Columbus Day is a U.S. holiday that commemorates the landing of Christopher Columbus in the Americas. Let’s dive deep into the significance of this day.
Columbus Day is a national holiday in many countries of the United States. Elsewhere, the commemoration of Christopher Columbus’s arrival in the Americas takes place on October 12, 1492. Although, celebration of Christopher Columbus’ voyage in the early United States is recorded from as early as 1792.
Christopher Columbus was an Italian-born explorer who set sail in August 1492. He bound for Asia with a support from the Spanish monarchs King Ferdinand and Queen Isabella. They aboard the ships, namely, the Nina, the Pinta and the Santa Maria. Columbus intended to chart a western sea route to China, India and the fabled gold and spice islands of Asia. Instead, on October 12, 1492, he landed in the Bahamas, being the first European to explore the Americas since the Vikings. The latter established colonies in Greenland and Newfoundland during the 10th century.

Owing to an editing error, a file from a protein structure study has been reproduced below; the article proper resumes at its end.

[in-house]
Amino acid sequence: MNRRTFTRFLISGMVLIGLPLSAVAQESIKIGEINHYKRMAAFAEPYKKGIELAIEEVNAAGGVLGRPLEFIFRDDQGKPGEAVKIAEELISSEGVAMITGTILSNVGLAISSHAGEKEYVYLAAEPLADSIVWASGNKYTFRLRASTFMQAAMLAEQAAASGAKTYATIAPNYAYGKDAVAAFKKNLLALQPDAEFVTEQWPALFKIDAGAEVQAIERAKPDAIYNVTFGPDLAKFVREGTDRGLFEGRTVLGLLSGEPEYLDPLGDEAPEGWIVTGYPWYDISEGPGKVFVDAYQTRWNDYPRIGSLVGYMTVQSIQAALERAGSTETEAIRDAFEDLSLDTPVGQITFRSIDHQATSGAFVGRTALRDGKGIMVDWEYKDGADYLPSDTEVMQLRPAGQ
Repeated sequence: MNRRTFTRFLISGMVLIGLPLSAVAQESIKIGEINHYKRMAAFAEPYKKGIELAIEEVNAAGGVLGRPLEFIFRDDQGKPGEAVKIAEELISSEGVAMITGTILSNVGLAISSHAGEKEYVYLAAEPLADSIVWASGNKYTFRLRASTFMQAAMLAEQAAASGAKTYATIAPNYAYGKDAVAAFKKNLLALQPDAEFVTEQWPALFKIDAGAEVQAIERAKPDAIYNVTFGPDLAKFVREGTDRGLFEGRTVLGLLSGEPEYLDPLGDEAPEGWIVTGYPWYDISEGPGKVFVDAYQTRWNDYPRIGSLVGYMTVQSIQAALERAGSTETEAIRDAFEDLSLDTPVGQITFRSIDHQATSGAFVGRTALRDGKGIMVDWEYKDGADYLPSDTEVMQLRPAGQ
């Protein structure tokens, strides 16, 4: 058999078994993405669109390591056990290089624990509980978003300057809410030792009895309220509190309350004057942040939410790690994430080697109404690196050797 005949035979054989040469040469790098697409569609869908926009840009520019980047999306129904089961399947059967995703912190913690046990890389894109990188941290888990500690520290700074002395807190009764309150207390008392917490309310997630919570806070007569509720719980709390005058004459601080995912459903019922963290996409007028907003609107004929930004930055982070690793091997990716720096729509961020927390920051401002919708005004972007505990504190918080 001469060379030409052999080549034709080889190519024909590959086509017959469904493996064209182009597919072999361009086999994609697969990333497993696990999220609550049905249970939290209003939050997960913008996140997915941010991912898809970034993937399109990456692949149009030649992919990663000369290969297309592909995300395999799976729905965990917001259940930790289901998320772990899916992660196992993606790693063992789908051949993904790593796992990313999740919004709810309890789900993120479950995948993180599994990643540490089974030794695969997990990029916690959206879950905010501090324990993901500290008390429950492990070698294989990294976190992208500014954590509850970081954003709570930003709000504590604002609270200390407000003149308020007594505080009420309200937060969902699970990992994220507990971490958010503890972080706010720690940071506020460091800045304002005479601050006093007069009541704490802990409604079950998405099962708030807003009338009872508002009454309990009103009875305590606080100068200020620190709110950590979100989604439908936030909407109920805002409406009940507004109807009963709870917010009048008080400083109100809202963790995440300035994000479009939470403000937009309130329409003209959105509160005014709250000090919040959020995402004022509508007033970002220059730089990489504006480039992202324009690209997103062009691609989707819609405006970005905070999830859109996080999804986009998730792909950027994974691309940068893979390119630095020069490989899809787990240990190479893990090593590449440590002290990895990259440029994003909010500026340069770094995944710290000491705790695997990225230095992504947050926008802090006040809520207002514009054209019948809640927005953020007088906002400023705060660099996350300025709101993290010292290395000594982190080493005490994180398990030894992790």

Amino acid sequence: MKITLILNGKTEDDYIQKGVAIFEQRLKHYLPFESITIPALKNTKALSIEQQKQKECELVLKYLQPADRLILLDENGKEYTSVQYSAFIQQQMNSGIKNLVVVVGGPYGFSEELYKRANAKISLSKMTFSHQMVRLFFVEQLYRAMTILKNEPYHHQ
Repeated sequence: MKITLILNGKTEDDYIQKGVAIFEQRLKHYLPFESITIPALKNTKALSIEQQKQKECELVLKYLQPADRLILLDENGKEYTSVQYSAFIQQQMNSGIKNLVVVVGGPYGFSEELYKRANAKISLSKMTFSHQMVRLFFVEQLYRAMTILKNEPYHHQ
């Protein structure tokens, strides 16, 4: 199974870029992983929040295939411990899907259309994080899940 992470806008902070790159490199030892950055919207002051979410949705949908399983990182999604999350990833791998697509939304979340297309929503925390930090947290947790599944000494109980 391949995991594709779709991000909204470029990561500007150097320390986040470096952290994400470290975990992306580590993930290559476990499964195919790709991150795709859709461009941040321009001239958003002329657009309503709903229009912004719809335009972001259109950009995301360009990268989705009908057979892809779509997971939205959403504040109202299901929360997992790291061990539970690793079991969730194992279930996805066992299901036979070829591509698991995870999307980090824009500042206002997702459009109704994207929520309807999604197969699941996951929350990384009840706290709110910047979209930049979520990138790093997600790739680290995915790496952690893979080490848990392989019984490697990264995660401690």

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The first Columbus Day celebration took place in 1792. When New York’s Columbian Order Tammany Hall held an event to commemorate the historic landing’s 300th anniversary. However, this day remains a national holiday, given the criticism surrounding the day. As a result of which, some states and cities have opted to celebrate Indigenous Peoples’ Day instead. The holiday celebrates Native American people, their histories and cultures.